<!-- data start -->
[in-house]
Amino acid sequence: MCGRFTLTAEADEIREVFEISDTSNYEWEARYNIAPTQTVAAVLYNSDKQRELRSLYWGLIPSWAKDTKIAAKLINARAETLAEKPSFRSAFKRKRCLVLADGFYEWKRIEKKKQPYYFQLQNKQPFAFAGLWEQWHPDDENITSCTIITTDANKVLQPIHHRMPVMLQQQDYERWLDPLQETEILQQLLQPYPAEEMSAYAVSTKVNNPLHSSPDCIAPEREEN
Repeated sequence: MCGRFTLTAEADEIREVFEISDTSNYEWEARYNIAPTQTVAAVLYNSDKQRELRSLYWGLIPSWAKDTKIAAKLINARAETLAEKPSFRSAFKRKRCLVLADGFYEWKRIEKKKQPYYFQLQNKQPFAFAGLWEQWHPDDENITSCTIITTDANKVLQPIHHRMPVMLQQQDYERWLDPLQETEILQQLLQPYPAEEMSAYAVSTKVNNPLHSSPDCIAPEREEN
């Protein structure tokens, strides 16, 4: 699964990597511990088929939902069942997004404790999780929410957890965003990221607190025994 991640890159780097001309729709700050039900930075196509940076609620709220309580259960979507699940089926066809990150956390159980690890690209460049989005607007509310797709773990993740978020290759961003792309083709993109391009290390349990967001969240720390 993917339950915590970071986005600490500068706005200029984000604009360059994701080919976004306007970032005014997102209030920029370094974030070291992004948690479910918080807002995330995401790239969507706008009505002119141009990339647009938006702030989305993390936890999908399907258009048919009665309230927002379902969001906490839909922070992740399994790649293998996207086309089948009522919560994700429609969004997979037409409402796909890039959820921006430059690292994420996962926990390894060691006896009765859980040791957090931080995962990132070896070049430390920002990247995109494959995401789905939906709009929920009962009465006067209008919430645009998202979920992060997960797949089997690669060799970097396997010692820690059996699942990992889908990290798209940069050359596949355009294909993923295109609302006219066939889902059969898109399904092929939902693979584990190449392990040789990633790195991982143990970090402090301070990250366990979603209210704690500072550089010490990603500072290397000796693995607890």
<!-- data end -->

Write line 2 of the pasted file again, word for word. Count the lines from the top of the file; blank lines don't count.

Amino acid sequence: MCGRFTLTAEADEIREVFEISDTSNYEWEARYNIAPTQTVAAVLYNSDKQRELRSLYWGLIPSWAKDTKIAAKLINARAETLAEKPSFRSAFKRKRCLVLADGFYEWKRIEKKKQPYYFQLQNKQPFAFAGLWEQWHPDDENITSCTIITTDANKVLQPIHHRMPVMLQQQDYERWLDPLQETEILQQLLQPYPAEEMSAYAVSTKVNNPLHSSPDCIAPEREEN